Which course prepares me for what?

Hi.

I´m learning to code since 1 month and I do like it, but I still have plenty of doubts. For what I understadn FCC is focused on web development.

But if I would like to become a Sofware engineer, or DevOps.
What should I do? Can I also do FCC courses to make it?

What is your opinion?

Yes.

“Software engineer” is a broad category. “DevOps” is a specific job. FCC can’t prepare you for DevOps, not completely. But what you learn here could be part of what a DevOps person should know, it’s just not the complete picture.

What should I do? Can I also do FCC courses to make it?

If you want to learn some web dev, then go for it. FCC is not really a deep dive into any particular subject so it would be a good overview of some of the skills you would need for just about any tech job involved with web dev.

Why not just learn? Don’t worry about a career path. Just learn. The best tech people I know just love learning. They do dev work because it’s fun.

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First of all thanks for yur answer.

I asked this question becasue seems that everything can be everything. That there´s not a specific road to be a software developer or web developer, and also all sofware developers can have different studies or skill between them.

I understand what you say at the end. Right now I´m learning without knowing exactly where it´ll take me.

But at the same time I woul like to know which path I could follow to know when I will be prepared to be able to apply for a job.
That´s the reason why I´m asking.

I don’t know enough about the industry at large to answer this effectively. I’m sure some others will pipe in with their opinions.

I look at it like this. If someone came to you and said, “I’m new to this but eventually I’d like to work at the Large Hadron Collider. What should I study?”

Well, at that early stage, just about any intro class in the physical science, any basic level math class is going to be good. Just learn. Learn and learn how to learn. Just focus on learning. And you’re probably at a stage where you can’t really make informed decisions about where you want to go anyway. You may find out there are things that you enjoy more than others. Just learn. Sure, learn some basic web dev. Learn some data sciences. Watch some videos on dev ops. Do Harvard’s CS50x course. Learn some testing. Learn some VCS. Just learn. A path will present itself. There is very little at this stage that you could learn that would not be useful in some way, later.

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Yes, that is true - it is heaven and hell. You decide what that means for you. If you start coding you can do everything with everything. But I guess you need to give yourself more time to check out where your passion is home. In backend, frontend in data science, in design. If you start to study engineering you also don’t know what you going to do in the future. Building Bridges, houses, solving statical problems… whatever. Not even a teacher knows what to teach from beginning.

The only thing that is true and never a lie is - if you stay in coding, you have to accept that you never stop learning. Compared to other jobs, you spend much more time with new stuff than others.

P.S. To decide the direction is also flexible. You can start with frontend (Webdesign, nice looking pages, html/css/javascript to impress all - and later on you change to backend and you develop worlds best software :D)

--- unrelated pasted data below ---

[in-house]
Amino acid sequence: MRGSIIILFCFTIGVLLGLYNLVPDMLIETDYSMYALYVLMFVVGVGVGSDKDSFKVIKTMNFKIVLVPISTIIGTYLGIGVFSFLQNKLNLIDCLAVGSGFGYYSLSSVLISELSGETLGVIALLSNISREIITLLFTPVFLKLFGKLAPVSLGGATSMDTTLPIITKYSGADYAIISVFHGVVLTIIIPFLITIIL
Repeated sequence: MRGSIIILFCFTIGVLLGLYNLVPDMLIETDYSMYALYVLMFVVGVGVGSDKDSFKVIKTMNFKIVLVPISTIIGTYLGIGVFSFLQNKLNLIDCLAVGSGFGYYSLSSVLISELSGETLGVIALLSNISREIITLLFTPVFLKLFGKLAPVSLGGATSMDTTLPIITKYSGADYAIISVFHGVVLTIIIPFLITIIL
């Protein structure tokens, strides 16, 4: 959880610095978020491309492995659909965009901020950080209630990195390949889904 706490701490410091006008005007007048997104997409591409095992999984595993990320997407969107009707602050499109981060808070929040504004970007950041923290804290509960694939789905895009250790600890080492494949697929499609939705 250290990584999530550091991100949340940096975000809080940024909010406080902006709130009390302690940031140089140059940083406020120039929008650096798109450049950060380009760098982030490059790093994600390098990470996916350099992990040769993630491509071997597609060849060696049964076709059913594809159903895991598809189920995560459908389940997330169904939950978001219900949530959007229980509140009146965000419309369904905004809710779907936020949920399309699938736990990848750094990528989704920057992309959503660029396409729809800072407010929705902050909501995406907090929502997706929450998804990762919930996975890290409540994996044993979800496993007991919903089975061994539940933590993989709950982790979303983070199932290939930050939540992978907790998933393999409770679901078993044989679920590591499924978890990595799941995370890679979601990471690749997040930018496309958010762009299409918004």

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Is there something specific that you know you want to do?

If your goal is generally to be a programmer/developer/software engineer (these are more or less the same thing), then web development is probably the most accessible specialization. There are really great free resources to learn from (including freeCodeCamp). It’s more culturally accepting of self-taught applicants. It’s also a vast industry and growing at an incredible rate. When we talk about web development, we’re not just talking about building a simple website. The apps on your smart tv are build with web technology. Software on you computer like Discord, Slack, and VSCode are built with web technology. Many mobile apps are extensions of web applications. There’s a lot of “web” jobs out there.

Just focus on learning the basics of programming, then you can choose another path if you want. HTML, CSS and JS certifications on FCC will give you a very solid foundation for any path you want follow.

Look this year I enrolled on a public institute to learn software development because why not? is free!
First year we learn Java and other stuff but we have also an asignature “web design” where we are learning html/css first year, and javascript on the second year.

I think these three html/css/javascript are worth to learn independent of the path you choose.

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I always look forward to your opinions on questions so informative!

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Major part of the curriculum, more than half the sections, are focused on teaching you different sides of web design. From the surface of a site, covering HTML, CSS, logical coding with JS, front-end technologies(frameworks, libraries), back-end tools, like handlign server, requests, database, writing tests, authenticating and working with various packages, some safety measures. Those all are heavily based on JS. Python is another language, which is more aimed in the computing field, which is covered as a second language in the last parts of the curriculum.